The original Balboa dance (Pure Balboa, Balboa Shuffle) is a style of dance which began taking shape in the late 20’s & early 30’s in Orange County, California to the big band swing music of the day. Specifically, it’s birthplace is said to have been in or around the Balboa Pavilion or around the Rendezvous Ballroom on the Balboa Peninsula of Newport Beach, California, thus giving the dance it’s original name, The Balboa Shuffle, and later just The Balboa or now days Pure Balboa (Pure-bal). On weekends at the Pavilion, you could listen to Count Basie, Benny Goodman, and the Dorseys. Phil Harris and his band played regularly on weekdays.
This Balboa dance being born out of it’s predecessors of the Shag, Jig Trot/Walks, Charleston and Swing mixture. It was originally called the “Bal-Hop” and “Balboa Shuffle”. Basically the dance evolved thru crowded dance floors and high tempos. A dancer getting tired would pull his partner close and do Balboa to catch their breath, then swing out again or it was just plain to crowded to dance and they did or had to do the Balboa all night.
Early innovators/influential dancers of this style include Bob & Marge Steinbrenner, Jim & Izzy Hignett, Gordon & May Almas, Dean & Nancy Raftery, and Hank Negley.
The dance is characterized by a very close upper body connection with your partner, and efficient, smooth, rhythmic footwork, often fast and with fancy syncopations on today’s dance floors. In its original pure form, the dancers would never break away from each other (or uses very little break-away’s, only a few turns) and would rarely even move off the spot on the floor where they started the dance. Most written articles of the time report that the Balboa was replacing the Fox-Trot in swing circles. Most of the larger Ballrooms were so crowded that they had signs posted “No Breakaways” which meant No Jitterbug dancing (such as the Paramount in L.A.) and the Balboa worked real well for overly crowded dance floors such as the paramount.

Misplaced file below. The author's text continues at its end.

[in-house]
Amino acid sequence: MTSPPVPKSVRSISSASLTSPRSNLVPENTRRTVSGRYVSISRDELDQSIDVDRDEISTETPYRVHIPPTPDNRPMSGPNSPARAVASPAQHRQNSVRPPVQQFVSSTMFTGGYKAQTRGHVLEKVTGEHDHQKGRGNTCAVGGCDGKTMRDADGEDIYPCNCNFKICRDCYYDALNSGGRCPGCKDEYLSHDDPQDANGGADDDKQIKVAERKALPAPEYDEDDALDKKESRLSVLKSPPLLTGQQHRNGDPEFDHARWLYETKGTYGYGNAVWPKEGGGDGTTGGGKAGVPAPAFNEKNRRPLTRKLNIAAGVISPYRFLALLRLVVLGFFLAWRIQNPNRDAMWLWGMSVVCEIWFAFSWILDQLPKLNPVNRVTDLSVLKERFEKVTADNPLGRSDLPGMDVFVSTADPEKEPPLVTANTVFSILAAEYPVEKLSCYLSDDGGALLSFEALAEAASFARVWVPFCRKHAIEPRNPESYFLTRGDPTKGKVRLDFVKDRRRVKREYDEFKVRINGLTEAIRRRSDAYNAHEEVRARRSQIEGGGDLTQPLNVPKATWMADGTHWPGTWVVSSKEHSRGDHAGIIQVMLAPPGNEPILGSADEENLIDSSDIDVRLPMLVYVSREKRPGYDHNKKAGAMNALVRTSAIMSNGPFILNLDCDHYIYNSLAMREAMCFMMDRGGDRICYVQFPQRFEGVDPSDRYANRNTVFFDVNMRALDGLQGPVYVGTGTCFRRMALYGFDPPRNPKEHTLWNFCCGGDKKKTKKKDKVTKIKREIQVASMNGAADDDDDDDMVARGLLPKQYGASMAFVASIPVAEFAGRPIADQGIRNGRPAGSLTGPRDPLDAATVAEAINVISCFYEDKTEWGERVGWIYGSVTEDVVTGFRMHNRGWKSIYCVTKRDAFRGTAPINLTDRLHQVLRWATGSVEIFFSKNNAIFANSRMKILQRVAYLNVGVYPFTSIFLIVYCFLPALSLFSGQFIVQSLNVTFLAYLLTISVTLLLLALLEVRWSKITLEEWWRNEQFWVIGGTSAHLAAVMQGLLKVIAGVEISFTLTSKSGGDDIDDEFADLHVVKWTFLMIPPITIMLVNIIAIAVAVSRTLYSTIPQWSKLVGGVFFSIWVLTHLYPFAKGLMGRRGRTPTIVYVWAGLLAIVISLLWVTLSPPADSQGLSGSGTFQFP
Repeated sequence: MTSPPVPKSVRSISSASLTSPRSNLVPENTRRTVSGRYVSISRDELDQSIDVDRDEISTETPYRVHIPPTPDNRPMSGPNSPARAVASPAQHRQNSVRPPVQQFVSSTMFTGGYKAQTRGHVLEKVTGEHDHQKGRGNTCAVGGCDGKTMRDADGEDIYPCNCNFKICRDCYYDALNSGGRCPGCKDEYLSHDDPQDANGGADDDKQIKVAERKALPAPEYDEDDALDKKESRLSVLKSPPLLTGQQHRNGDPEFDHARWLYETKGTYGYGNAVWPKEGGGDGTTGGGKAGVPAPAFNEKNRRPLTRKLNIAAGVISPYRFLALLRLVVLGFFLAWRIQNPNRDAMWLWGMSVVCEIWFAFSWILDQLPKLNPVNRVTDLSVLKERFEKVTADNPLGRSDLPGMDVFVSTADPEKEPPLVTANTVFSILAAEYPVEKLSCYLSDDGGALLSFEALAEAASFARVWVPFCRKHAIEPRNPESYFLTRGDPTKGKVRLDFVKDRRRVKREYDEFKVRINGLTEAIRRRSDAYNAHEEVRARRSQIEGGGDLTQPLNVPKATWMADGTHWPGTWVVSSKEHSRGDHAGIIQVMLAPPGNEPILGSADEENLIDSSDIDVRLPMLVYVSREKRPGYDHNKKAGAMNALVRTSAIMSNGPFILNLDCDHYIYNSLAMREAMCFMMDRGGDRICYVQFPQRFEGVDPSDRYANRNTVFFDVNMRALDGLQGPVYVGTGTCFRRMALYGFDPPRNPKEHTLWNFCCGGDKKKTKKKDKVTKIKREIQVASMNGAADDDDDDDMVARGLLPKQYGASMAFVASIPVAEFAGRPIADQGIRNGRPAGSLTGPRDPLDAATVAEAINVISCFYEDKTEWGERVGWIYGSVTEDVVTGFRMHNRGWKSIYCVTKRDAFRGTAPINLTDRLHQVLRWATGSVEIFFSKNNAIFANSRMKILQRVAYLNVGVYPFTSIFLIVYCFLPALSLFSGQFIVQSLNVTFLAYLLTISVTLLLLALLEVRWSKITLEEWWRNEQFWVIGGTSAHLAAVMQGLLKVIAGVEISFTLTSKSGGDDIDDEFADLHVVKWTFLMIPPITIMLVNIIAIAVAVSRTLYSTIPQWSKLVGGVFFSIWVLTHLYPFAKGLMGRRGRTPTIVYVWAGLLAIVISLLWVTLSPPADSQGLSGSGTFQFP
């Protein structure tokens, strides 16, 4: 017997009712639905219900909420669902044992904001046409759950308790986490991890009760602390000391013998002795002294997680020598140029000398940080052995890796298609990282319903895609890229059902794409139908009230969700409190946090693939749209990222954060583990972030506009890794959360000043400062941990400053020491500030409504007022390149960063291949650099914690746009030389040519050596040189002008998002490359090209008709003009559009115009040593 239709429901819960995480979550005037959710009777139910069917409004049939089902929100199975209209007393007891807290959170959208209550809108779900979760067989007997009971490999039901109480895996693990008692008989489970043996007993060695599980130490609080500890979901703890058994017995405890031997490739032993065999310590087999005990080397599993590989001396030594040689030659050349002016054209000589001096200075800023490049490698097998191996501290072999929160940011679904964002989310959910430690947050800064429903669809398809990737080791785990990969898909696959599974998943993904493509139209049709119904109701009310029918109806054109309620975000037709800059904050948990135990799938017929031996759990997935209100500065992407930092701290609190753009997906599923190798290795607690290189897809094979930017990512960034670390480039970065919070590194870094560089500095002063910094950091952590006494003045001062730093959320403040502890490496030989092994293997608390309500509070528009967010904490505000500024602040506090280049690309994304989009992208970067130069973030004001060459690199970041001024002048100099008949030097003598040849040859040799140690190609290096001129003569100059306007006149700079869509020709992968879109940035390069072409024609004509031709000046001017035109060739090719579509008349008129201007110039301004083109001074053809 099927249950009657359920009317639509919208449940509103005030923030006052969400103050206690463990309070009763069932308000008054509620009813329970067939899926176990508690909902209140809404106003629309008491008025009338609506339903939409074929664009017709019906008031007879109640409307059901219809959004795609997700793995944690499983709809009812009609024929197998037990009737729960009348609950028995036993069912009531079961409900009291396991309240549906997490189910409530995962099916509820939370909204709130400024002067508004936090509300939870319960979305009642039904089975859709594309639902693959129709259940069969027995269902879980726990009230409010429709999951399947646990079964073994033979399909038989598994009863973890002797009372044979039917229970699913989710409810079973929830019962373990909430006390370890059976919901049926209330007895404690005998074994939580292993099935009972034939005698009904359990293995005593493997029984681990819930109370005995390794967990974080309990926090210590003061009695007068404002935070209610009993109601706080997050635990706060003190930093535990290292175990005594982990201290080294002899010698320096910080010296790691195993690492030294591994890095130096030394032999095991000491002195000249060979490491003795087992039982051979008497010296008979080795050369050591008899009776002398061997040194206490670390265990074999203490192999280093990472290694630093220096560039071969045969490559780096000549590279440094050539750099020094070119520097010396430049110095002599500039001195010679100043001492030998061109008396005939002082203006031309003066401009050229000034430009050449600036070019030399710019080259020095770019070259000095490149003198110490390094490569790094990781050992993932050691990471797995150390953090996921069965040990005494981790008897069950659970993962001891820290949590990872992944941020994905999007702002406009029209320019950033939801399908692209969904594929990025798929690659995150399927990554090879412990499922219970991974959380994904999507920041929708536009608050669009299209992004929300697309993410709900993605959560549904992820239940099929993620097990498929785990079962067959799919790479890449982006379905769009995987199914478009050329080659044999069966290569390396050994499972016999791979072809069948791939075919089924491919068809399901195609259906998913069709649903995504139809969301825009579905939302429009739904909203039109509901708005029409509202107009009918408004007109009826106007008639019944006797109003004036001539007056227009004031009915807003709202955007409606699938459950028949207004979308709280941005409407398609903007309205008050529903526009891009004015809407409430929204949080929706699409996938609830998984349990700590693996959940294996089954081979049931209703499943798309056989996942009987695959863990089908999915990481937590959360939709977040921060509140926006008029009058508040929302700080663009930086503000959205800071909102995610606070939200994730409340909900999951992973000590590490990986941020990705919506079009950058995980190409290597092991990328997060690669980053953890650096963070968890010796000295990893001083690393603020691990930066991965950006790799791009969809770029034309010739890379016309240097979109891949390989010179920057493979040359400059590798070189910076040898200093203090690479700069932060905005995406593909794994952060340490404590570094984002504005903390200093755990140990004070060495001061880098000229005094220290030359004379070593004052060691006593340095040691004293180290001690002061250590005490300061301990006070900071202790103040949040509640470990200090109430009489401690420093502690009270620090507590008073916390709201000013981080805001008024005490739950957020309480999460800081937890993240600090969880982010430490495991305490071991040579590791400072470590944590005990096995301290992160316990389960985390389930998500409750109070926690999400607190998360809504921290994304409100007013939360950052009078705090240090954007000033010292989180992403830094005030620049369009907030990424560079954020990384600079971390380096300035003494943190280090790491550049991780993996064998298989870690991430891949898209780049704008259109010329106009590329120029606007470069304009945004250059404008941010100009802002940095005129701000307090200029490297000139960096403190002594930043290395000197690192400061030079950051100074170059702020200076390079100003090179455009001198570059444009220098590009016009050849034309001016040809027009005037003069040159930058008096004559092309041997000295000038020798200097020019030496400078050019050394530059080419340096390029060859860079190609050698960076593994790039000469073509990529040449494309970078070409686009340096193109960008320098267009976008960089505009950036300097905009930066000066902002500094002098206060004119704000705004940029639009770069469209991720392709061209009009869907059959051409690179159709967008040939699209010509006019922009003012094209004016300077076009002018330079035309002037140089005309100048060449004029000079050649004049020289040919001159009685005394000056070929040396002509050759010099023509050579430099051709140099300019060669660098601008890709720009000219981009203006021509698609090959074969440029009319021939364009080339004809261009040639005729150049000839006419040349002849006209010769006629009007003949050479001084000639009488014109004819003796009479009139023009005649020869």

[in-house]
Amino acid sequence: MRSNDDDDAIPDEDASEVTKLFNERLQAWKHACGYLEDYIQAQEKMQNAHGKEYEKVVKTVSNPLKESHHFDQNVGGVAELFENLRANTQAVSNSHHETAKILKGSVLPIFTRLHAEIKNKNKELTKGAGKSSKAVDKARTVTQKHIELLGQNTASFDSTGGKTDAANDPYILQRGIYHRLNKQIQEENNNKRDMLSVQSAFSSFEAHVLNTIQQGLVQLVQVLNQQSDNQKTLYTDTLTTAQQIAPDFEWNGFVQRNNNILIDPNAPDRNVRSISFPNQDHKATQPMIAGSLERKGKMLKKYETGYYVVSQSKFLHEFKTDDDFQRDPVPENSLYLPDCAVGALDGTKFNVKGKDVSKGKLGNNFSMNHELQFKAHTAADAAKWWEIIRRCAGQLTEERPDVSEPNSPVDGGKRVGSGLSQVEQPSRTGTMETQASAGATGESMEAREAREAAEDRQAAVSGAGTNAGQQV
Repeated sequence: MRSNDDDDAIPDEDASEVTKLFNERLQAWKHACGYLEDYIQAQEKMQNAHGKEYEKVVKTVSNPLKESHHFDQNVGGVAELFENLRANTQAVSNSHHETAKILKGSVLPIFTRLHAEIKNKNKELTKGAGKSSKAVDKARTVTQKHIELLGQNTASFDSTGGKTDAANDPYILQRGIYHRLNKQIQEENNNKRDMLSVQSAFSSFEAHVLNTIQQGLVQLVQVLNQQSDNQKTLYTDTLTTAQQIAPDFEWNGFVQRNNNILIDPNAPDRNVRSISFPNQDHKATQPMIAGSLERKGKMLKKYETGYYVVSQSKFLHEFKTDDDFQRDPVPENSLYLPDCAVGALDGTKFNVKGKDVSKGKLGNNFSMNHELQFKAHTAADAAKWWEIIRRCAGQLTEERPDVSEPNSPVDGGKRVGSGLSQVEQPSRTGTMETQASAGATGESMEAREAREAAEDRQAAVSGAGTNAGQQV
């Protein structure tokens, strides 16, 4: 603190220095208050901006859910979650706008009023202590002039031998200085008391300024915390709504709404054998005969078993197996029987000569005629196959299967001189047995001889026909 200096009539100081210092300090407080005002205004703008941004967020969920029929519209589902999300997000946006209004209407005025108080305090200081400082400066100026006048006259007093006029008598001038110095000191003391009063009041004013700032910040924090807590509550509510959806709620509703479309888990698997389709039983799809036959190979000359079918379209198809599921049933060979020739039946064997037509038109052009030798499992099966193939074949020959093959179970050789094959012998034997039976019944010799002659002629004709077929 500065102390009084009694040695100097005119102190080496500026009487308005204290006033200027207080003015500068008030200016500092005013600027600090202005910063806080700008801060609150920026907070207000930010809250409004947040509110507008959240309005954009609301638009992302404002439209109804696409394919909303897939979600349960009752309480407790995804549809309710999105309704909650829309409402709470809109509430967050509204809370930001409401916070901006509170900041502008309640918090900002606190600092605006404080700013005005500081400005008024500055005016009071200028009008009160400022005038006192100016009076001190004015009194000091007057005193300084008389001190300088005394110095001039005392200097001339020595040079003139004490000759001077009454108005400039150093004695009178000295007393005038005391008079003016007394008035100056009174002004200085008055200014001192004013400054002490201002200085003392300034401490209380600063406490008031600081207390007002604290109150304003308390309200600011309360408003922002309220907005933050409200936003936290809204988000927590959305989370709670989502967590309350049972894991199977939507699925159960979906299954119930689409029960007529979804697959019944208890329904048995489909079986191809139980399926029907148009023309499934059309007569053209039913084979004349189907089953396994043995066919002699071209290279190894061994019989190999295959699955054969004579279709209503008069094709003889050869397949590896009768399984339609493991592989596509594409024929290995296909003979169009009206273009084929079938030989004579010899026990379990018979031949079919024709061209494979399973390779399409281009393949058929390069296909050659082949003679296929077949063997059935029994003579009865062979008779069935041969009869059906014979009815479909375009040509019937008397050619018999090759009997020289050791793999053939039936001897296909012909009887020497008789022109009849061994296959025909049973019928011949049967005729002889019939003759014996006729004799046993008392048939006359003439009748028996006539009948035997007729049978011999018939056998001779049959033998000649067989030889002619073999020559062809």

Pure Balboa is the subtle communication between the lead and follow, like weight shifts, that most viewers cannot see. As a result, Balboa is considered more of a “dancer’s dance” than a “spectator’s dance”.
Balboa is danced to a wide variety of tempos. Because the basic is so small, Balboa can be danced to fast music (over 300 beats per minute). Balboa is also danced to slow music (under 100 beats per minute), which allows more time for intricate footwork and variations.
According to Sylvia Sykes (who, along with Jonathan Bixby, has made Santa Barbara the Balboa capitol of the world), the Balboa really isn’t a style of swing at all. It is danced almost exclusively in closed dance position and most closely resembles a dance the natives of 1930’s Chicago called the “Shag”. The Balboa has an eight count basic but the rhythm pattern isn’t like traditional single swing’s “slow, slow, quick, quick”. “It looks like cartoon dancing, close together, with lots of footwork, although the feet hardly leave the floor. The upper body remains still and the dance doesn’t travel much around the room. You could dance to very fast music – 190 to 250 beats per minute! while being dressed up. At one time it was popular up and down the west coast, from Seattle to southern California.”
Some original Balboa dancers quotes:
- “We can’t tell you how to dance Balboa, but we can tell you when you are not dancing Balboa.”
- “As soon as you start attracting attention to yourself, you [are] not doing Balboa anymore”
Information taken from:
- Larrys Corner, Volume 8, Issue 5, May 2008